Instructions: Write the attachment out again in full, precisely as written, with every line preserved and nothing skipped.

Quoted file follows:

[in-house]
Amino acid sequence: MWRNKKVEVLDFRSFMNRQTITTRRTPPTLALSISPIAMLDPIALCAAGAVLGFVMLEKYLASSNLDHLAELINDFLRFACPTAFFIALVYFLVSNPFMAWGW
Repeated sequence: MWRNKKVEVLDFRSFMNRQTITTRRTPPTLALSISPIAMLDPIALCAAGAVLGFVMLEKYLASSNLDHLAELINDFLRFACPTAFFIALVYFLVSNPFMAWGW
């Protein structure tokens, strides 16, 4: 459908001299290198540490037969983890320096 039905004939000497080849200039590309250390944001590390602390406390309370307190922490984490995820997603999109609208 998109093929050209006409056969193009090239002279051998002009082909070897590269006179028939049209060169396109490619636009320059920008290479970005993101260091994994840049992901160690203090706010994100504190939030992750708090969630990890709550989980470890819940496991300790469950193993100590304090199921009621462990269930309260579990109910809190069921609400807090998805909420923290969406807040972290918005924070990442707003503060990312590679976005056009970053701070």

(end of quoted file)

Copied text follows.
[in-house]
Amino acid sequence: MWRNKKVEVLDFRSFMNRQTITTRRTPPTLALSISPIAMLDPIALCAAGAVLGFVMLEKYLASSNLDHLAELINDFLRFACPTAFFIALVYFLVSNPFMAWGW
Repeated sequence: MWRNKKVEVLDFRSFMNRQTITTRRTPPTLALSISPIAMLDPIALCAAGAVLGFVMLEKYLASSNLDHLAELINDFLRFACPTAFFIALVYFLVSNPFMAWGW
């Protein structure tokens, strides 16, 4: 459908001299290198540490037969983890320096 039905004939000497080849200039590309250390944001590390602390406390309370307190922490984490995820997603999109609208 998109093929050209006409056969193009090239002279051998002009082909070897590269006179028939049209060169396109490619636009320059920008290479970005993101260091994994840049992901160690203090706010994100504190939030992750708090969630990890709550989980470890819940496991300790469950193993100590304090199921009621462990269930309260579990109910809190069921609400807090998805909420923290969406807040972290918005924070990442707003503060990312590679976005056009970053701070």